Cooke also appeared on Ty Templeton's "On The Couch" panel on creator-owned work versus corporate-owned work, where he offered an interesting assessment of his role. "I don't know that I am a creator. ... I just don't know what it is that I've got to offer in that regard, whether it's of any value. ... I've always looked at what I do as directing more than creating. Who wants to read a story from me about when I was eleven and my uncle touched me in the wrong spot? I've never really looked at myself as a creator." Templeton asked, "Do you not feel you have something to say as a writer?" Cooke responded, "Sure, but I don't know that I need to create a character to say it. I think I say what I want to say with everything I do."


Marvel had several announcements, including the one I'm most excited about: a new ongoing Morbius The Living Vampire series from Joe Keatinge and Rich Elson, the team that was meant to launch a Thanos mini-series before that got nixed for unknown reasons. Created by Roy Thomas and Gil Kane, Dr. Michael Morbius is a living human with scientifically-created vampire abilities. He's recently appeared as a supporting character in Dan Slott's Amazing Spider-Man, and the ongoing series will launch out of events in that title.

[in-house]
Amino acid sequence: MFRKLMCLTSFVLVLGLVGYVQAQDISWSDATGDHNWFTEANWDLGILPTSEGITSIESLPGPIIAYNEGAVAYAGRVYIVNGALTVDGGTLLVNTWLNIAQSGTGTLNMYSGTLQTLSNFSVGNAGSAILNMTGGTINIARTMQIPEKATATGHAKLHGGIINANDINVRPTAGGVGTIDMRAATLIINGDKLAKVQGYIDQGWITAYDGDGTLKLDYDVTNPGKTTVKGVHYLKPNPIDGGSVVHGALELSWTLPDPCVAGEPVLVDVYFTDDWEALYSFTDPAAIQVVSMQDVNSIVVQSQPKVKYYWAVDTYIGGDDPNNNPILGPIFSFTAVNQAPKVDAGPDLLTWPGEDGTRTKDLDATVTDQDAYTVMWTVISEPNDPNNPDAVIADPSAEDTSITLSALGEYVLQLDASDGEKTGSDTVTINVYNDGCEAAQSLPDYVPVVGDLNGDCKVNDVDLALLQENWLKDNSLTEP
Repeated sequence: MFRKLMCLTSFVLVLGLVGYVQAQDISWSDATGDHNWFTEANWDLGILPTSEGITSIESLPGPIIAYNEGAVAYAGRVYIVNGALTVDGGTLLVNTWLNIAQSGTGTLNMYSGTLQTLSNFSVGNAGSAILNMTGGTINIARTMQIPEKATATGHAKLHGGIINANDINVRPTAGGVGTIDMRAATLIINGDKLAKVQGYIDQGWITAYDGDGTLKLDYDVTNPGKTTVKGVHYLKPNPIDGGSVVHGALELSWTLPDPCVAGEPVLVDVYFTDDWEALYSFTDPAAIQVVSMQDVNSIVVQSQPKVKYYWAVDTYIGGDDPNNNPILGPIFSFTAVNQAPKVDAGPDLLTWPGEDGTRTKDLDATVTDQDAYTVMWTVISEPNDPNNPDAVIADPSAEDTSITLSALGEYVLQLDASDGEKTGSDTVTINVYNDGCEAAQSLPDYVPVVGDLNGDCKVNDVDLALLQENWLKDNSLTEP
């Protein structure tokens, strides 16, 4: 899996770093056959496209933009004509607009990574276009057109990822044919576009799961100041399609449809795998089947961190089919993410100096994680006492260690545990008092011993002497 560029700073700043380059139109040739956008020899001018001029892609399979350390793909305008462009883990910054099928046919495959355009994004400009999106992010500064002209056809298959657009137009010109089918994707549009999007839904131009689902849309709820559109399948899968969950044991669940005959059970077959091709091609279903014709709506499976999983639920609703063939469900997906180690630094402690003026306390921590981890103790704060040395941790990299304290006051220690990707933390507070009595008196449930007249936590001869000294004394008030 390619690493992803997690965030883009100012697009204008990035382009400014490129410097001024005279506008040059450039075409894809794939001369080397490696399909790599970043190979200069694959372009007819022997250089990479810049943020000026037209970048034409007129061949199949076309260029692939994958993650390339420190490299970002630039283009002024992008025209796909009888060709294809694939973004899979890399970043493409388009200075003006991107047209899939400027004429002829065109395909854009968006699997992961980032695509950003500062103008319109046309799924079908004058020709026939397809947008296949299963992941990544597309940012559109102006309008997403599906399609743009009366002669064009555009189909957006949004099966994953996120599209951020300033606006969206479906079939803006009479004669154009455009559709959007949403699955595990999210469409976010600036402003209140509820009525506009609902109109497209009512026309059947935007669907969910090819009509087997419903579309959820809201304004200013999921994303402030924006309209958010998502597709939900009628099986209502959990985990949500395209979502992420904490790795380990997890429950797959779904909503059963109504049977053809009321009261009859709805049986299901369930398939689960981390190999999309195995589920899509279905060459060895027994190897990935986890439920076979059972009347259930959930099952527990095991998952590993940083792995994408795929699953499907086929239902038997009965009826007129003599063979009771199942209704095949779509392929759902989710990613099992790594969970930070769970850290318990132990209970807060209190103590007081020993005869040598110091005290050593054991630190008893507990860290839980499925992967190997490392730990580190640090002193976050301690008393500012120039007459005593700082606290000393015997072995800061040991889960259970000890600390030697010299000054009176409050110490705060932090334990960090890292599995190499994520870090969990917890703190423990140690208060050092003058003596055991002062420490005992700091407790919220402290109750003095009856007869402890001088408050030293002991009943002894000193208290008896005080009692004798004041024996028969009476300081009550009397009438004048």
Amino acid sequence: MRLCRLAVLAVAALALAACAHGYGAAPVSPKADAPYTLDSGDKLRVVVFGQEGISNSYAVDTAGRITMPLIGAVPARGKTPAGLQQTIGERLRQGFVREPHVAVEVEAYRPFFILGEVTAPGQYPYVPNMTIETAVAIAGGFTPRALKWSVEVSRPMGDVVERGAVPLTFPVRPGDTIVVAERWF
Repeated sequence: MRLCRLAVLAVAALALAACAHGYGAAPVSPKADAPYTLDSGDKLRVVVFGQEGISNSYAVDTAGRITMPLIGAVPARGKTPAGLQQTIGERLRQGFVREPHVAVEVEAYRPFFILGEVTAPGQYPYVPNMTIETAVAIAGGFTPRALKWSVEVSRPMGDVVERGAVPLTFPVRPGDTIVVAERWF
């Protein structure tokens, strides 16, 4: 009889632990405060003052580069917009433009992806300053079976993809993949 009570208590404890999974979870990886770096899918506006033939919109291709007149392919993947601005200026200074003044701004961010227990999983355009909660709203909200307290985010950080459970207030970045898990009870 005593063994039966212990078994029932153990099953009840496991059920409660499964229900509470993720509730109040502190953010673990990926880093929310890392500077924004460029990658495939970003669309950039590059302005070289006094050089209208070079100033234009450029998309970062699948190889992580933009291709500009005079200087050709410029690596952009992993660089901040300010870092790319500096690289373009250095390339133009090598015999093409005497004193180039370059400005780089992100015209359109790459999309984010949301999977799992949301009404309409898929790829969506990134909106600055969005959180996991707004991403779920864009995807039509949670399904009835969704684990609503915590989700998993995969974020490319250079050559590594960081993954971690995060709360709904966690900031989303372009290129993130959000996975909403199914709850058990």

Sticking with the sinister theme, Marvel announced a new artist and hinted at a new line-up for Dark Avengers (formerly Thunderbolts), with former Fantastic Four penciller Neil Edwards joining writer Jeff Parker in November. U.S.Agent will lead the team, and Moonstone will once again slip in to the Ms. Marvel identity recently ditched by Captain Marvel.

B.P.R.D. artist Jason Latour will assume writing duties on Winter Soldier from issue #15 in January, taking over from Ed Brubaker on the character he resurrected and reinvented. Winter Soldier #14 is to be Brubaker's final work for Marvel for the foreseeable future, not counting Criminal and Incognito, which are co-owned by himself and artist Sean Phillips and published by Marvel's Icon imprint. It's not yet known who the new Winter Soldier artist will be. Latour previously wrote the four-issue series Loose Ends for 12 Gauge Comics, and the brilliant, unofficial and very NSFW Spring Break Wolverine short, which is sadly no longer online for reasons that we cannot possibly begin to imagine.

Artist Ramón Pérez, fresh from his Eisner wins for Tales of Sand at San Diego's Comic-Con International, will take on a five-issue Savage Land arc in Wolverine & The X-Men with writer Jason Aaron. The story will focus on some of the student cast. Aaron asked Pérez which characters he most wanted to draw, and naturally he chose Glob Herman.

Finally, though we still don't know who will be on the roster for Jonathan Hickman's new 18-member Avengers team, X-Men group editor Nick Lowe revealed at the X-Men panel that a couple of characters from the recently cancelled New Mutants book would be on the team. Marvel director of communications Arune Singh said at the Marvel NOW! panel that the roster would include "a lot of female characters, a lot of great diversity." We'll wait to see if it's one-third women, one-third ethnic minorities and one-third blond.

Marvel panels are typically accompanied by hefty presentations of artwork, and Fan Expo was no different. Here are some selections for you to enjoy: